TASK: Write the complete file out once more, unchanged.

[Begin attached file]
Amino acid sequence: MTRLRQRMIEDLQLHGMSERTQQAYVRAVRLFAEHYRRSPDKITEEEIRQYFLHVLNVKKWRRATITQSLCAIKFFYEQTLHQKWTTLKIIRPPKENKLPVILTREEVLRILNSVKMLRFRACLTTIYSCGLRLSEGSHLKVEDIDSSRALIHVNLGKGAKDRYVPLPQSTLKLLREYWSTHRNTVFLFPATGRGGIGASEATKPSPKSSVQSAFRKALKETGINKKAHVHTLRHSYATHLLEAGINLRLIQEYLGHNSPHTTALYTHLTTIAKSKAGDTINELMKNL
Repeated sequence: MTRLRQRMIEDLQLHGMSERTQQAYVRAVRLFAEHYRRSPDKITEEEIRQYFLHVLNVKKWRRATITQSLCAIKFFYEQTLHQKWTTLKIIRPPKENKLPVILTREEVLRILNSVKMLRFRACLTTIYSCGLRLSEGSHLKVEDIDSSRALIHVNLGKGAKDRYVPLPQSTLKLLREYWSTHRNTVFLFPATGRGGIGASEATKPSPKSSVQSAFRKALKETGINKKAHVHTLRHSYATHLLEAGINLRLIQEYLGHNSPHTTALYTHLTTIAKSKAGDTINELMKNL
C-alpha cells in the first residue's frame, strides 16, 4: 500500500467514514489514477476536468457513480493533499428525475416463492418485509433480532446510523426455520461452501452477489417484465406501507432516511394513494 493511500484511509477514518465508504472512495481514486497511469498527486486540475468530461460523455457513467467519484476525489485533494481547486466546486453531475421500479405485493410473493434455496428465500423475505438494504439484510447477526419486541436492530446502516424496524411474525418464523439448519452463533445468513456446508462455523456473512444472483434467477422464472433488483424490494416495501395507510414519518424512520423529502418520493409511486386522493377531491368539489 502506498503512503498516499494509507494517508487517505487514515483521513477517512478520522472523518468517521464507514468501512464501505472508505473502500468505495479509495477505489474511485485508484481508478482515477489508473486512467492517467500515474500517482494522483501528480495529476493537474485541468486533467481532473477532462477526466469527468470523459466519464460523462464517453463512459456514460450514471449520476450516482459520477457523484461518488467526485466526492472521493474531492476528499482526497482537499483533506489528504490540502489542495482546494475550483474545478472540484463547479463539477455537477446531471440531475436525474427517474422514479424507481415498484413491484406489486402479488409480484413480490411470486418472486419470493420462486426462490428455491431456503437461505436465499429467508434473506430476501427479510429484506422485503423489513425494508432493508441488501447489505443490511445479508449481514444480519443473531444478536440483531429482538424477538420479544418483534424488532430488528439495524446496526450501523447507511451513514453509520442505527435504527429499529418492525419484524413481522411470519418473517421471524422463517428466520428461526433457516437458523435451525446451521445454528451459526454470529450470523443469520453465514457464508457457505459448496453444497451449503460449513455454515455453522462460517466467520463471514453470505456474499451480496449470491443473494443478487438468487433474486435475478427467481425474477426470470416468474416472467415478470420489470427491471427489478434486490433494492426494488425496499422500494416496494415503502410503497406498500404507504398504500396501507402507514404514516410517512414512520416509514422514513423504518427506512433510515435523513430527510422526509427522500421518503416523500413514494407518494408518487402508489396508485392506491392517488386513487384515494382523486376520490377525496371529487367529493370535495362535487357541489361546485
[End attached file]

Amino acid sequence: MTRLRQRMIEDLQLHGMSERTQQAYVRAVRLFAEHYRRSPDKITEEEIRQYFLHVLNVKKWRRATITQSLCAIKFFYEQTLHQKWTTLKIIRPPKENKLPVILTREEVLRILNSVKMLRFRACLTTIYSCGLRLSEGSHLKVEDIDSSRALIHVNLGKGAKDRYVPLPQSTLKLLREYWSTHRNTVFLFPATGRGGIGASEATKPSPKSSVQSAFRKALKETGINKKAHVHTLRHSYATHLLEAGINLRLIQEYLGHNSPHTTALYTHLTTIAKSKAGDTINELMKNL
Repeated sequence: MTRLRQRMIEDLQLHGMSERTQQAYVRAVRLFAEHYRRSPDKITEEEIRQYFLHVLNVKKWRRATITQSLCAIKFFYEQTLHQKWTTLKIIRPPKENKLPVILTREEVLRILNSVKMLRFRACLTTIYSCGLRLSEGSHLKVEDIDSSRALIHVNLGKGAKDRYVPLPQSTLKLLREYWSTHRNTVFLFPATGRGGIGASEATKPSPKSSVQSAFRKALKETGINKKAHVHTLRHSYATHLLEAGINLRLIQEYLGHNSPHTTALYTHLTTIAKSKAGDTINELMKNL
C-alpha cells in the first residue's frame, strides 16, 4: 500500500467514514489514477476536468457513480493533499428525475416463492418485509433480532446510523426455520461452501452477489417484465406501507432516511394513494 493511500484511509477514518465508504472512495481514486497511469498527486486540475468530461460523455457513467467519484476525489485533494481547486466546486453531475421500479405485493410473493434455496428465500423475505438494504439484510447477526419486541436492530446502516424496524411474525418464523439448519452463533445468513456446508462455523456473512444472483434467477422464472433488483424490494416495501395507510414519518424512520423529502418520493409511486386522493377531491368539489 502506498503512503498516499494509507494517508487517505487514515483521513477517512478520522472523518468517521464507514468501512464501505472508505473502500468505495479509495477505489474511485485508484481508478482515477489508473486512467492517467500515474500517482494522483501528480495529476493537474485541468486533467481532473477532462477526466469527468470523459466519464460523462464517453463512459456514460450514471449520476450516482459520477457523484461518488467526485466526492472521493474531492476528499482526497482537499483533506489528504490540502489542495482546494475550483474545478472540484463547479463539477455537477446531471440531475436525474427517474422514479424507481415498484413491484406489486402479488409480484413480490411470486418472486419470493420462486426462490428455491431456503437461505436465499429467508434473506430476501427479510429484506422485503423489513425494508432493508441488501447489505443490511445479508449481514444480519443473531444478536440483531429482538424477538420479544418483534424488532430488528439495524446496526450501523447507511451513514453509520442505527435504527429499529418492525419484524413481522411470519418473517421471524422463517428466520428461526433457516437458523435451525446451521445454528451459526454470529450470523443469520453465514457464508457457505459448496453444497451449503460449513455454515455453522462460517466467520463471514453470505456474499451480496449470491443473494443478487438468487433474486435475478427467481425474477426470470416468474416472467415478470420489470427491471427489478434486490433494492426494488425496499422500494416496494415503502410503497406498500404507504398504500396501507402507514404514516410517512414512520416509514422514513423504518427506512433510515435523513430527510422526509427522500421518503416523500413514494407518494408518487402508489396508485392506491392517488386513487384515494382523486376520490377525496371529487367529493370535495362535487357541489361546485